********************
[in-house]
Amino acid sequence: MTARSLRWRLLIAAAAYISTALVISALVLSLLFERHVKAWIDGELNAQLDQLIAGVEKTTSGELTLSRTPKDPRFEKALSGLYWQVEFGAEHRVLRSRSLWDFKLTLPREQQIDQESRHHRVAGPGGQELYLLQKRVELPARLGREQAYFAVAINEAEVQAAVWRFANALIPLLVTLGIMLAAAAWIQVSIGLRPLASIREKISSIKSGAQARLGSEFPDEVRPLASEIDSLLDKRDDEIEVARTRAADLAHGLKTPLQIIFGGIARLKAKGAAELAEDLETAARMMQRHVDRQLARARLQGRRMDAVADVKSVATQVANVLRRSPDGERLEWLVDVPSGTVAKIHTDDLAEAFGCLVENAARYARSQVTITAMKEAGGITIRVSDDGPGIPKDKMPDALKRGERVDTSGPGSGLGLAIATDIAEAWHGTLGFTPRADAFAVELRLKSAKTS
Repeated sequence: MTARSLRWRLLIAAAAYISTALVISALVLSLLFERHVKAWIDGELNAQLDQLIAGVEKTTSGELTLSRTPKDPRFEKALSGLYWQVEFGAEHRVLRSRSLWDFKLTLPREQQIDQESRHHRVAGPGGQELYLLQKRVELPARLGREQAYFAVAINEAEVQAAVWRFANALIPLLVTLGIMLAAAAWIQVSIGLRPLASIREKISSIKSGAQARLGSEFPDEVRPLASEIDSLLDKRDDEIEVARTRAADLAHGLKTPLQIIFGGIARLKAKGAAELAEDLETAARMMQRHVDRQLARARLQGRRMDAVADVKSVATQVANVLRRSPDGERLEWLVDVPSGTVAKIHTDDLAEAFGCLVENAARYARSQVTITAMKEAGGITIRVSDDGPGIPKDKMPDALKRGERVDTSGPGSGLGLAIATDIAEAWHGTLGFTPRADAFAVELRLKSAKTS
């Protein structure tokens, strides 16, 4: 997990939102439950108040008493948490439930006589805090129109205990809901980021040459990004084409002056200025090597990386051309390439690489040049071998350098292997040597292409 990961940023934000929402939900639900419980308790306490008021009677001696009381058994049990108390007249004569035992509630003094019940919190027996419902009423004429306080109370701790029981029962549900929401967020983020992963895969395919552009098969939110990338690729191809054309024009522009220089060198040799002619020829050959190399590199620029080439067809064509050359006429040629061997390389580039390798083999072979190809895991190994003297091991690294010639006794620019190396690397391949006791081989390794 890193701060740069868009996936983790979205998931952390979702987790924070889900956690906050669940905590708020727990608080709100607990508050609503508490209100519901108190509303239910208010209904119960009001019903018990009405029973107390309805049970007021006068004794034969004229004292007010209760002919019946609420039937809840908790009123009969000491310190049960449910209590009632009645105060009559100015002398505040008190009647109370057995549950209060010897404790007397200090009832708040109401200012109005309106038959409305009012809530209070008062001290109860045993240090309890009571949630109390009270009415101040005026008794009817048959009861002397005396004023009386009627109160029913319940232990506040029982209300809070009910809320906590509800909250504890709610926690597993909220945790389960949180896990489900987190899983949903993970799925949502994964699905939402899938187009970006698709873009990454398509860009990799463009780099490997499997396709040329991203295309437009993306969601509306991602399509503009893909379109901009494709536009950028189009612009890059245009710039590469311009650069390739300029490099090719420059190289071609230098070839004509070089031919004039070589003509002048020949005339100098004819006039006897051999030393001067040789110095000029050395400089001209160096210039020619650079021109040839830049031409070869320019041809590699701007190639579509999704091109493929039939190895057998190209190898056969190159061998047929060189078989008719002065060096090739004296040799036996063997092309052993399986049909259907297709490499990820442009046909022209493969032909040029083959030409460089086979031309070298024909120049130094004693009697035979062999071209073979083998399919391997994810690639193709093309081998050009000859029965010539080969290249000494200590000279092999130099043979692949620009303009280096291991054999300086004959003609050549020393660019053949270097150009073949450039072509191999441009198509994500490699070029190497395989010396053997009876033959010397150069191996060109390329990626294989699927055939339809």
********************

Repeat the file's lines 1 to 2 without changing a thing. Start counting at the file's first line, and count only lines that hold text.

[in-house]
Amino acid sequence: MTARSLRWRLLIAAAAYISTALVISALVLSLLFERHVKAWIDGELNAQLDQLIAGVEKTTSGELTLSRTPKDPRFEKALSGLYWQVEFGAEHRVLRSRSLWDFKLTLPREQQIDQESRHHRVAGPGGQELYLLQKRVELPARLGREQAYFAVAINEAEVQAAVWRFANALIPLLVTLGIMLAAAAWIQVSIGLRPLASIREKISSIKSGAQARLGSEFPDEVRPLASEIDSLLDKRDDEIEVARTRAADLAHGLKTPLQIIFGGIARLKAKGAAELAEDLETAARMMQRHVDRQLARARLQGRRMDAVADVKSVATQVANVLRRSPDGERLEWLVDVPSGTVAKIHTDDLAEAFGCLVENAARYARSQVTITAMKEAGGITIRVSDDGPGIPKDKMPDALKRGERVDTSGPGSGLGLAIATDIAEAWHGTLGFTPRADAFAVELRLKSAKTS